Speech-language pathologists can address a wide range of communicative challenges, however, sometimes parents are unsure about whether or not their child is meeting their developmental milestones. Perhaps they haven’t yet heard their child say “mama,” or maybe they have, but it was unclear and is inconsistent. While typically-developing children acquire speech and language at differing rates, there are some early speech and language skills that are expected by the age of two. Children should:

– Produce approximately 50 words expressively at 18 months, and 200 words at 24 months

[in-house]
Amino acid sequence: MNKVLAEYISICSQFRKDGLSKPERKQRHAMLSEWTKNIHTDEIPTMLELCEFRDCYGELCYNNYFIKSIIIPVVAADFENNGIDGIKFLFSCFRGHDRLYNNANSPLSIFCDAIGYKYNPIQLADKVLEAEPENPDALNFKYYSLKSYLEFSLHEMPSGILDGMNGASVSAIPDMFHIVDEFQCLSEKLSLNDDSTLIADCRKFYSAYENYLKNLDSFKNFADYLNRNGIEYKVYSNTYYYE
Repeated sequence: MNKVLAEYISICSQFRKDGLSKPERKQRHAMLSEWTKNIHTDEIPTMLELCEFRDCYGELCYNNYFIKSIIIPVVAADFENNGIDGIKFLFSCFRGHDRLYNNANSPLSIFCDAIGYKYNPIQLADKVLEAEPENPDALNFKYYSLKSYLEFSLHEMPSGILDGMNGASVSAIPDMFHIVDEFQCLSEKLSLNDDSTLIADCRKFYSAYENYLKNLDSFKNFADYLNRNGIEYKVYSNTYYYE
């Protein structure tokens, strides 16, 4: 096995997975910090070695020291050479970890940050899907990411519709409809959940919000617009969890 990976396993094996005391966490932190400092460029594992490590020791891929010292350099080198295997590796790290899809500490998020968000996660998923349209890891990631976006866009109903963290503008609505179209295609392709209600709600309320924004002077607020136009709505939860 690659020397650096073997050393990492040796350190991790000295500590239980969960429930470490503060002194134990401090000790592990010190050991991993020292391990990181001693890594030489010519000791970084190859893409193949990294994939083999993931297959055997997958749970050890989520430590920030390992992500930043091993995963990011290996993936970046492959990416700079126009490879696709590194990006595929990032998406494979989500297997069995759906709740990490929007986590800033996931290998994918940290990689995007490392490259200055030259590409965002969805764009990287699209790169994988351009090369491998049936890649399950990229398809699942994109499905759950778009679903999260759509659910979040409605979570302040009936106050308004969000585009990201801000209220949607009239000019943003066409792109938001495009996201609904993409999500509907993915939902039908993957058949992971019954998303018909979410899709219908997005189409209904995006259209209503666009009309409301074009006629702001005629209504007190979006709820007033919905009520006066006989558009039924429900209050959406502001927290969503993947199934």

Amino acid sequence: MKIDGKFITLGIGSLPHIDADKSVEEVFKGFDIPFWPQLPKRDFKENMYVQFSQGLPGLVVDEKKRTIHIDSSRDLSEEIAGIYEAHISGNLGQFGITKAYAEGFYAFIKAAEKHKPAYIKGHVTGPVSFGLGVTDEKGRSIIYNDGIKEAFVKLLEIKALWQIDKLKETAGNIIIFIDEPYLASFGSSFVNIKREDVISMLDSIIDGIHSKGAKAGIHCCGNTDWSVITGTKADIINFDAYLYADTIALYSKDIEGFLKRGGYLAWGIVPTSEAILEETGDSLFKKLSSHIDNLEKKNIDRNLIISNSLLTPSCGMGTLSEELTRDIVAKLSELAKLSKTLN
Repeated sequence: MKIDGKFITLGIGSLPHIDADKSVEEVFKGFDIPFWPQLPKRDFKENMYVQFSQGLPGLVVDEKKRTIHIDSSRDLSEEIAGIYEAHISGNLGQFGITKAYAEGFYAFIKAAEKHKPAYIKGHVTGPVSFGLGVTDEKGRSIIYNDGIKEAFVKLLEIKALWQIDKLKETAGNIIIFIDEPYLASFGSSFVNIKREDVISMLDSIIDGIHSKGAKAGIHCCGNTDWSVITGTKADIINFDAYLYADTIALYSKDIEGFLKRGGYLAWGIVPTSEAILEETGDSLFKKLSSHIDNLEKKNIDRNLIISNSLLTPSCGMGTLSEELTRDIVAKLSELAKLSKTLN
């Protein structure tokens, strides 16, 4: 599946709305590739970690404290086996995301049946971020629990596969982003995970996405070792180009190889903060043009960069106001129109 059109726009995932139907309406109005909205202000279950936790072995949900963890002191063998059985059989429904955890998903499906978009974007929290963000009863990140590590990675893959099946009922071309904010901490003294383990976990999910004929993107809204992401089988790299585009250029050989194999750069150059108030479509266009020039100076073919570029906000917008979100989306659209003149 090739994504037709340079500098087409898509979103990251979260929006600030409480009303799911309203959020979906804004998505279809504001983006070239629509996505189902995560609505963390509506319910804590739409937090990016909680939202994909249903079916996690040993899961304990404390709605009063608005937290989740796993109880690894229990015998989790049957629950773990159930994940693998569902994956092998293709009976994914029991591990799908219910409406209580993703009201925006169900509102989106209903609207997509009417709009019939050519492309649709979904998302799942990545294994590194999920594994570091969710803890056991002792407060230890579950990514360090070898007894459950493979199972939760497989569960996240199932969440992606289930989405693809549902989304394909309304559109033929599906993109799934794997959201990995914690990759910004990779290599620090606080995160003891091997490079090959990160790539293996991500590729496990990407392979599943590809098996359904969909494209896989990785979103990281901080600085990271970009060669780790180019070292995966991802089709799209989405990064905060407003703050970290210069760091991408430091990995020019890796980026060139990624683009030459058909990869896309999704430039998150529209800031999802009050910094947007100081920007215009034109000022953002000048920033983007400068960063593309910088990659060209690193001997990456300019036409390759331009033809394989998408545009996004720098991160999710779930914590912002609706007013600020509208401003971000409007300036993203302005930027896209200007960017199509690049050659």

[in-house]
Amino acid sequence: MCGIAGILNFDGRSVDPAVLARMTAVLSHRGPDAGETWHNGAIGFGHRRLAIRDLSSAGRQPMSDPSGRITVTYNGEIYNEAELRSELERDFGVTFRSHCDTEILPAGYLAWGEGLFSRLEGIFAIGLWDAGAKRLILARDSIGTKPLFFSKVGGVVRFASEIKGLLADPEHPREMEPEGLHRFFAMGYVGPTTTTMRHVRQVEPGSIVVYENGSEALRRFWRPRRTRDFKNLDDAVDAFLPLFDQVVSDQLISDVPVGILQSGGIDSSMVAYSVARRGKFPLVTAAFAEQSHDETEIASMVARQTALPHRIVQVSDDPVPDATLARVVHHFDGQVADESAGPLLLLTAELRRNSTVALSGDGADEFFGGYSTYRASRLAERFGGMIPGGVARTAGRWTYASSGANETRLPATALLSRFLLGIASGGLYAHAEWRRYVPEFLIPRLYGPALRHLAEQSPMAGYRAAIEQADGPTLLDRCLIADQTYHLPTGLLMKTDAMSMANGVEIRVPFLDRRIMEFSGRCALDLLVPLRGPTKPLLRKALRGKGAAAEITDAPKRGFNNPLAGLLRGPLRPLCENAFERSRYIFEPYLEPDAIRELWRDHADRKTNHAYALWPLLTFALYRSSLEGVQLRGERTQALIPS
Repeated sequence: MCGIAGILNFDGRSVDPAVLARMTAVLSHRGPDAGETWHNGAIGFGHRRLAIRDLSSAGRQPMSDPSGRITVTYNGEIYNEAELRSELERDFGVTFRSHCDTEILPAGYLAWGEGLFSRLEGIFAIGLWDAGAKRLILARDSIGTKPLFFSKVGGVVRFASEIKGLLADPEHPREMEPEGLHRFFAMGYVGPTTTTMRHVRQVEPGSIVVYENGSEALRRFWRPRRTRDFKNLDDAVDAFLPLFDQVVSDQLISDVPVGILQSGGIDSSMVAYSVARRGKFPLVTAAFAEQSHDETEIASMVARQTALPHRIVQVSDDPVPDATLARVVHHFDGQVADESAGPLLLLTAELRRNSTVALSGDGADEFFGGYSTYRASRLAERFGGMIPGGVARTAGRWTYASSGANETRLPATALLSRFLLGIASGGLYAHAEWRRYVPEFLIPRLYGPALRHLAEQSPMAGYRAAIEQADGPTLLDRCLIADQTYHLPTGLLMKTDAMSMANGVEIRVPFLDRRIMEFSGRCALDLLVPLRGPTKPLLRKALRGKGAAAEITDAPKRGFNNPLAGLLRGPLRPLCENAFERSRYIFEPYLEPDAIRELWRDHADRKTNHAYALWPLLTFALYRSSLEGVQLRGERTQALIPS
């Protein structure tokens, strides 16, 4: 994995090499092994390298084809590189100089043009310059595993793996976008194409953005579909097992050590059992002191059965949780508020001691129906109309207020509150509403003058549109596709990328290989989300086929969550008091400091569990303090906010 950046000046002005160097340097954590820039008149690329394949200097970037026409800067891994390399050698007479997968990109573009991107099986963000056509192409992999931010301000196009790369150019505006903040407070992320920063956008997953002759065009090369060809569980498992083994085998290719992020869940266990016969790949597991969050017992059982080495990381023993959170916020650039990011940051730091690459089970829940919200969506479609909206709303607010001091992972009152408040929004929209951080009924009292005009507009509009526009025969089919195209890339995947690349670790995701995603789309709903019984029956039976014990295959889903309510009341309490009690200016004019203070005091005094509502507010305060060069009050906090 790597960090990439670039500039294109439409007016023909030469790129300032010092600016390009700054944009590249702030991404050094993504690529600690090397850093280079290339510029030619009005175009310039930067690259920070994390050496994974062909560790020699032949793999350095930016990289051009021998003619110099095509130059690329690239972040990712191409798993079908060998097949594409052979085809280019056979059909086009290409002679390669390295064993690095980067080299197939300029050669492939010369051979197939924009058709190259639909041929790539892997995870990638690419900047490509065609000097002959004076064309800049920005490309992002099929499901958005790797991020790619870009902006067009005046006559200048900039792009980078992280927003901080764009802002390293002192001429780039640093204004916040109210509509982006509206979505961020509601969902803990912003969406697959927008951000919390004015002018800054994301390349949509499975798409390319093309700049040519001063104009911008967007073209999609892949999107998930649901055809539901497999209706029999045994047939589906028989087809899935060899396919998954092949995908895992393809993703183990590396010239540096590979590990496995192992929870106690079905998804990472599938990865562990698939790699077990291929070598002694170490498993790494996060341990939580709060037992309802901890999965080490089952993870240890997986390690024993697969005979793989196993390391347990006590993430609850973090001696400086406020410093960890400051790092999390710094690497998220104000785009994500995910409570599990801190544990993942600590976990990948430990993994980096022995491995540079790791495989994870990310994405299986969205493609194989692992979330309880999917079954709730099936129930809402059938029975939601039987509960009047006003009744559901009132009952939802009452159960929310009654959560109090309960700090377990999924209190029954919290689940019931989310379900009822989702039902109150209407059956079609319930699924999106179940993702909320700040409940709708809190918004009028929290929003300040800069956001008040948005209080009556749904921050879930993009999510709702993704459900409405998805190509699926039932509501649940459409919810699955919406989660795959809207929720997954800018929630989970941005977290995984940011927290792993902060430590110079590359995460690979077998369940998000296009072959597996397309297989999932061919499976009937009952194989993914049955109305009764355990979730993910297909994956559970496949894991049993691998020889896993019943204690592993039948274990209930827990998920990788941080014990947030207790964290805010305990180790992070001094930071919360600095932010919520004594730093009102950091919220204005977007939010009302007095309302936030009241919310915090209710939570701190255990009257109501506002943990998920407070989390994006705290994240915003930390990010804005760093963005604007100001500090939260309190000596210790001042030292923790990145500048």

– Begin combining words into simple phrases (i.e., more milk)

– Follow simple 2-step instructions (i.e., put on your shoes and get your bag)
– Imitate new words or sounds
– Respond to simple ‘where’ and yes-and-no questions
– Use simple speech sounds with clarity (P, B, M, N, H, W) but may have difficulty with more complex sounds (K, G, S, L, TH, SH, R, etc.)
– Be understood approximately 50% of the time by others

The ‘wait and see’ approach is not recommended.  If you suspect that your child may have a delay, contact a speech-language pathologist at SpeakAble for a consultation. They will then be able to recommend the best course of action for your child that suits their individual needs.

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